Ancient Monuments

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Hall Garths moated site, immediately south of St Mary's Church

A Scheduled Monument in Hook, East Riding of Yorkshire

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Latitude: 53.7195 / 53°43'10"N

Longitude: -0.8513 / 0°51'4"W

OS Eastings: 475901.435023

OS Northings: 425403.64565

OS Grid: SE759254

Mapcode National: GBR QTHF.HD

Mapcode Global: WHFDC.WRTX

Entry Name: Hall Garths moated site, immediately south of St Mary's Church

Scheduled Date: 13 November 1963

Last Amended: 18 March 1998

Source: Historic England

Source ID: 1017823

English Heritage Legacy ID: 30129

County: East Riding of Yorkshire

Civil Parish: Hook

Built-Up Area: Goole

Traditional County: Yorkshire

Lieutenancy Area (Ceremonial County): East Riding of Yorkshire

Church of England Parish: Hook St Mary the Virgin

Church of England Diocese: Sheffield


The monument includes the buried and earthwork remains of a medieval moated
manor house site located immediately to the south of the 14th century St
Mary's Church.
The moated site was leased to Thomas Ughtred in 1402 by St Mary's Abbey in
York. In the mid-1970s, foundations, hearths, pottery and wooden stakes were
reported as having been found by the owner of the site Test cores taken by the
Humber Wetlands Project in 1995-6 revealed that the moat ditches contained
surviving organic material with good preservation of pollen grains.
The moated site is roughly rectangular in plan, orientated north-south. The
moat ditch, which is typically 1.5m to 2m deep and 15m wide, surrounds an
island 70m east-west and 90m north-south. The northern moat arm is wider than
the other sides, being about 25m across, and is crossed midway by a causeway
which is in line with the west end of the church. This causeway has been
broadened in recent years, but was reported as the remains of a causeway or
pair of bridge abutments in the 1960s by the Ordnance Survey. There is no
evidence for an external bank around the moat; instead the upcast from the
ditches was used to raise the ground surface of the island. The main island is
subdivided with a further moat ditch, 15m wide and up to 2m deep, cut around
the south east corner of the island to form a second island approximately 35m
square. The ground surface of this smaller island is slightly higher than the
rest. Linking the north west corner of this smaller island to the causeway
across the northern moat arm there is a slightly sunken trackway.
Excluded from the scheduling are the modern pigeon coops just to the south
east of the causeway and all fencing, although the ground beneath these
features is included.

The site of the monument is shown on the attached map extract.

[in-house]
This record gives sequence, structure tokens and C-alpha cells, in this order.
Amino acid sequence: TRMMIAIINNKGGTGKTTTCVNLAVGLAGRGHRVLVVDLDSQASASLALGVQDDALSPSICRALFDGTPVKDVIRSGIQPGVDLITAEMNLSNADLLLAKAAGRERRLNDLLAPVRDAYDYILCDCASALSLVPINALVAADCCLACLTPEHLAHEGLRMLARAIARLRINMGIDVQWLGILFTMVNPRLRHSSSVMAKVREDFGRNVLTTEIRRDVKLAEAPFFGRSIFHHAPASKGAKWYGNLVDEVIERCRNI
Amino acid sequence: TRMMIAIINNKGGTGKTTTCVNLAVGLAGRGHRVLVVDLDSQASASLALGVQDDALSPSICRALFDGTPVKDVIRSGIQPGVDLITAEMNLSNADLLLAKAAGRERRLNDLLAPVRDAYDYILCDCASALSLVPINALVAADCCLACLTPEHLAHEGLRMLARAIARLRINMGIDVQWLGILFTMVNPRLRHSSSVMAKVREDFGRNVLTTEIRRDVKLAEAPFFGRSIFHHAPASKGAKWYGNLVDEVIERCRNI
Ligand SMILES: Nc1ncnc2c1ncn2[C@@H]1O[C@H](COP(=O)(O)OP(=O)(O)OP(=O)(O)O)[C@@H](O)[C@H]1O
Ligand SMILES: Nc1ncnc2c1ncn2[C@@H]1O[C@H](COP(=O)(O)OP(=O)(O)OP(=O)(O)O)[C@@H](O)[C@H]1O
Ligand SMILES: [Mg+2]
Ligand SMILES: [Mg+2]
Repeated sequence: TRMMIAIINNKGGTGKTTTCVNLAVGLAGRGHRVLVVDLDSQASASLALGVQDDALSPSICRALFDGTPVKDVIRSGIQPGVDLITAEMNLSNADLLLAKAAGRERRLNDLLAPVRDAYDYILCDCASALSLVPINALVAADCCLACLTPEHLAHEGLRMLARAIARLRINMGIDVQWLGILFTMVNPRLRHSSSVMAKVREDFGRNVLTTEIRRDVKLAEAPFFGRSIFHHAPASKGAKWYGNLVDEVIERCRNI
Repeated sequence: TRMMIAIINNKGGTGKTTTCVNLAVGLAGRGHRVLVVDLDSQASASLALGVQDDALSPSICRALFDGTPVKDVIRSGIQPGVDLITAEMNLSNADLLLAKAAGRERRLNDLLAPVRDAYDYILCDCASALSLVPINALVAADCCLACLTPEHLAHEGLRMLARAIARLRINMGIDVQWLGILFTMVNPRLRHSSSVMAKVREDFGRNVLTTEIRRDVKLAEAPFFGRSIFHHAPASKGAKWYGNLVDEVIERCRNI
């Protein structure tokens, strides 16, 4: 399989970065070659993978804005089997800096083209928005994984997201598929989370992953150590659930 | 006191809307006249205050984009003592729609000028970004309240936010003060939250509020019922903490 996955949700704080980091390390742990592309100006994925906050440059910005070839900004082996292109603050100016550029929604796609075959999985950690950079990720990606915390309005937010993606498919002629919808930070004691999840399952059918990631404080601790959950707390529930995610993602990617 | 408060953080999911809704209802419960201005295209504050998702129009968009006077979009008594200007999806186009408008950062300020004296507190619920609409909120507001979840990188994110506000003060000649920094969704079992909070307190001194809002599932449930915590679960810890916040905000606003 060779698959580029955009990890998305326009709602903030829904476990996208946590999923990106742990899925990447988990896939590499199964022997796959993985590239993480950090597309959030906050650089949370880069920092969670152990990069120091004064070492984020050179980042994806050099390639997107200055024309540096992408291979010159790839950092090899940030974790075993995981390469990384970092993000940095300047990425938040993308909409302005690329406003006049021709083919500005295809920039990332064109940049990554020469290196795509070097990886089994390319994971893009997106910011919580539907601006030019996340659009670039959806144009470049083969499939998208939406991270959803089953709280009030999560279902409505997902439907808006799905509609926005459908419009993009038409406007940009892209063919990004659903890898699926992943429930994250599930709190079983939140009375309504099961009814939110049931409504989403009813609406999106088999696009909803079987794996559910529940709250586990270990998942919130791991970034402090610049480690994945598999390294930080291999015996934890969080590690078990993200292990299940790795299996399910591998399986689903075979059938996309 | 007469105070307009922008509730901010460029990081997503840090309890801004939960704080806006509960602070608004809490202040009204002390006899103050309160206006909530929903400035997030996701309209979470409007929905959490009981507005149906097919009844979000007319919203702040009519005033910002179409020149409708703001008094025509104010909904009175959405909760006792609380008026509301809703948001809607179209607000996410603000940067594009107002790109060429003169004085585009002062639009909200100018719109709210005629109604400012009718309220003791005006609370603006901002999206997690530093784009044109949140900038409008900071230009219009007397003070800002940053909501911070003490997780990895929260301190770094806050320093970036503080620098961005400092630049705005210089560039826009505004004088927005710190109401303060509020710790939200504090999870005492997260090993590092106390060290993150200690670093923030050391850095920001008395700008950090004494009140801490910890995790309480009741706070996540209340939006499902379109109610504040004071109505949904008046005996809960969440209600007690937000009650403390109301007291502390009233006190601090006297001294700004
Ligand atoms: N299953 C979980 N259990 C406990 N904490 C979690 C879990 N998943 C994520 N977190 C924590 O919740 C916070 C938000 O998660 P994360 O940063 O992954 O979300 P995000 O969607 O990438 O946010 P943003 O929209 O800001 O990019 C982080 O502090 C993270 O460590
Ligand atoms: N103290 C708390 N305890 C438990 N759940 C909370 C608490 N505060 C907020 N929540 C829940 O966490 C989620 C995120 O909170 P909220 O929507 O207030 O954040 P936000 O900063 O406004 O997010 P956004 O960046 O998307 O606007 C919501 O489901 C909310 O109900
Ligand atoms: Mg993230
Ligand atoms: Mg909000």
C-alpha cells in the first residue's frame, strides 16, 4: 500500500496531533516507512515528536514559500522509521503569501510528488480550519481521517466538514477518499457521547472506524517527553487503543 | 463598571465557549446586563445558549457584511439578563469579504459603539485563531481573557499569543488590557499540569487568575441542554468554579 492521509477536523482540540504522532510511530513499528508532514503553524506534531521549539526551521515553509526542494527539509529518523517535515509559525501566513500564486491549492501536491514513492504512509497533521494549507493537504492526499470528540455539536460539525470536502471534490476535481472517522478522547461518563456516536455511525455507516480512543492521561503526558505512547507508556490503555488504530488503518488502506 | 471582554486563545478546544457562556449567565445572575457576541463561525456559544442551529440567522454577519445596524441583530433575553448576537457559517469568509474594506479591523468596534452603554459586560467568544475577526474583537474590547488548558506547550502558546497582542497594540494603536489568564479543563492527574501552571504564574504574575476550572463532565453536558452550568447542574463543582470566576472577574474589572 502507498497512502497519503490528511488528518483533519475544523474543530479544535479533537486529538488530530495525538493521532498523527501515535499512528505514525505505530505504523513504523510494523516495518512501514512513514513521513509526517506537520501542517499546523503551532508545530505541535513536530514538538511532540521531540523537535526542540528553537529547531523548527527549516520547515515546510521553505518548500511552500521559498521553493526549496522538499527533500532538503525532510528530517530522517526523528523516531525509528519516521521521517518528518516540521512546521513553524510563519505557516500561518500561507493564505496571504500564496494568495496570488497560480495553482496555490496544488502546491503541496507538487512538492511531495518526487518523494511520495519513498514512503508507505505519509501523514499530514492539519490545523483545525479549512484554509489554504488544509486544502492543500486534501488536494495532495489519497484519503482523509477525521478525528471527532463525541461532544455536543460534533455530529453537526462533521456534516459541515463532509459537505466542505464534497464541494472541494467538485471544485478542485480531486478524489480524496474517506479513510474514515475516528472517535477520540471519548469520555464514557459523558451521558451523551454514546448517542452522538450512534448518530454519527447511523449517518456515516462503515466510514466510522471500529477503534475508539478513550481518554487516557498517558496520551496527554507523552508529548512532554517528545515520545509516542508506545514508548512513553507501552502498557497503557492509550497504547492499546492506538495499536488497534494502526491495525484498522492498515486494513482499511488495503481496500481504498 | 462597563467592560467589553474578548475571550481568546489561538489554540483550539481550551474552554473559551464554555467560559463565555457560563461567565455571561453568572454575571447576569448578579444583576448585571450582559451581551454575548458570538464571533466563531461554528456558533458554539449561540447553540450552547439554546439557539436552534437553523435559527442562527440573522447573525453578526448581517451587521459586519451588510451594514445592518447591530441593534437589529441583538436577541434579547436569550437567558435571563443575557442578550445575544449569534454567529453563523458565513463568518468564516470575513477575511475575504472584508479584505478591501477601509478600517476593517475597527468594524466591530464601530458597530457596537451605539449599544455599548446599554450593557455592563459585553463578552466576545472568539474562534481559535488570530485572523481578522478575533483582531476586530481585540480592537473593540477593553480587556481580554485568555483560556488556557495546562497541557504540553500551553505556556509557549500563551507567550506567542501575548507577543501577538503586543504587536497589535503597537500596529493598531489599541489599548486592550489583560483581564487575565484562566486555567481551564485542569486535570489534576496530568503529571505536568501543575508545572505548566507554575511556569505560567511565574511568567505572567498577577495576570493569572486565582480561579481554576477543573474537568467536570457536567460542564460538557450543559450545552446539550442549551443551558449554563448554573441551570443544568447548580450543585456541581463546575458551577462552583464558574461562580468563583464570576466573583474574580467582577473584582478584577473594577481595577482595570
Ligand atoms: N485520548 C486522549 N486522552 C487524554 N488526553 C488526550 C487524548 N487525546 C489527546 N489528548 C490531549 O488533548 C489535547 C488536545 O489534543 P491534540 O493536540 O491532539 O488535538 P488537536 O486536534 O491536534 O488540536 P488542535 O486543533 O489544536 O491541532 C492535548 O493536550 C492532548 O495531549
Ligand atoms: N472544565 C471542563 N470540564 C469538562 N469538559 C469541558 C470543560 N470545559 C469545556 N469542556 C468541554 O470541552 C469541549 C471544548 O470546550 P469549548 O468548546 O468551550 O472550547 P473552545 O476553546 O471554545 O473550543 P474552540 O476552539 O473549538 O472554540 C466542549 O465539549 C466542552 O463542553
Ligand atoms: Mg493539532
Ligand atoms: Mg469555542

It includes a 2 metre boundary around the archaeological features,
considered to be essential for the monument's support and preservation.

Source: Historic England

Reasons for Scheduling

Around 6,000 moated sites are known in England. They consist of wide ditches,
often or seasonally water-filled, partly or completely enclosing one or more
islands of dry ground on which stood domestic or religious buildings. In some
cases the islands were used for horticulture. The majority of moated sites
served as prestigious aristocratic and seigneurial residences with the
provision of a moat intended as a status symbol rather than a practical
military defence. The peak period during which moated sites were built was
between about 1250 and 1350 and by far the greatest concentration lies in
central and eastern parts of England. However, moated sites were built
throughout the medieval period, are widely scattered throughout England and
exhibit a high level of diversity in their forms and sizes. They form a
significant class of medieval monument and are important for the understanding
of the distribution of wealth and status in the countryside. Many examples
provide conditions favourable to the survival of organic remains.

Hall Garths is a well preserved example of a small but complex 14th century
moated site. Remains of the manor house will survive on the island together
with evidence of the medieval life and economy of the site. These will include
building foundations, rubbish pits, and features related to small scale
industrial activity and gardening. The monument's importance is heightened by
the good preservation of organic remains and pollen within the moat ditches.
This will provide valuable information about the medieval site's local
environment which rarely survives elsewhere. The moat ditches are also
expected to retain timbering related to one or more bridges across the moats,
wooden and leather items lost or thrown away, animal and fish bones and other
discarded food remains.

Source: Historic England


Humber Archaeological Partnership, 1321, (1997)

Source: Historic England

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